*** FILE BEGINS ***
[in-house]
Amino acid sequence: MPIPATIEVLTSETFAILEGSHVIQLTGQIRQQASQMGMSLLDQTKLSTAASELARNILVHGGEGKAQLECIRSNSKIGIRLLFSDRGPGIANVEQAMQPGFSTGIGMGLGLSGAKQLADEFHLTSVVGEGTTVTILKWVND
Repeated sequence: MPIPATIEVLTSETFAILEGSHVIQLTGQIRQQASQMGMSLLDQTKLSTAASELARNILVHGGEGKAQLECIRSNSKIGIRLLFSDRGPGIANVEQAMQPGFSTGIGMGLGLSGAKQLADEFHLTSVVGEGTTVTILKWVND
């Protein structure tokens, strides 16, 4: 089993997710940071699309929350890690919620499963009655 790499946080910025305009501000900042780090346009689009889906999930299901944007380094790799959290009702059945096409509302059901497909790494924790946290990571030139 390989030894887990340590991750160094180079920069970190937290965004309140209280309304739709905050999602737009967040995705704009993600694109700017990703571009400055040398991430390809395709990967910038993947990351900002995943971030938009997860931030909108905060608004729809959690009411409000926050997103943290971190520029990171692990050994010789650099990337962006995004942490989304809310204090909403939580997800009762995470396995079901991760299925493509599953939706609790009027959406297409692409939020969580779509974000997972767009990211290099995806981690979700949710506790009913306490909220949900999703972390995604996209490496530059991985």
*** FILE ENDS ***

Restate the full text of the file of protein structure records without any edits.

[in-house]
Amino acid sequence: MPIPATIEVLTSETFAILEGSHVIQLTGQIRQQASQMGMSLLDQTKLSTAASELARNILVHGGEGKAQLECIRSNSKIGIRLLFSDRGPGIANVEQAMQPGFSTGIGMGLGLSGAKQLADEFHLTSVVGEGTTVTILKWVND
Repeated sequence: MPIPATIEVLTSETFAILEGSHVIQLTGQIRQQASQMGMSLLDQTKLSTAASELARNILVHGGEGKAQLECIRSNSKIGIRLLFSDRGPGIANVEQAMQPGFSTGIGMGLGLSGAKQLADEFHLTSVVGEGTTVTILKWVND
């Protein structure tokens, strides 16, 4: 089993997710940071699309929350890690919620499963009655 790499946080910025305009501000900042780090346009689009889906999930299901944007380094790799959290009702059945096409509302059901497909790494924790946290990571030139 390989030894887990340590991750160094180079920069970190937290965004309140209280309304739709905050999602737009967040995705704009993600694109700017990703571009400055040398991430390809395709990967910038993947990351900002995943971030938009997860931030909108905060608004729809959690009411409000926050997103943290971190520029990171692990050994010789650099990337962006995004942490989304809310204090909403939580997800009762995470396995079901991760299925493509599953939706609790009027959406297409692409939020969580779509974000997972767009990211290099995806981690979700949710506790009913306490909220949900999703972390995604996209490496530059991985």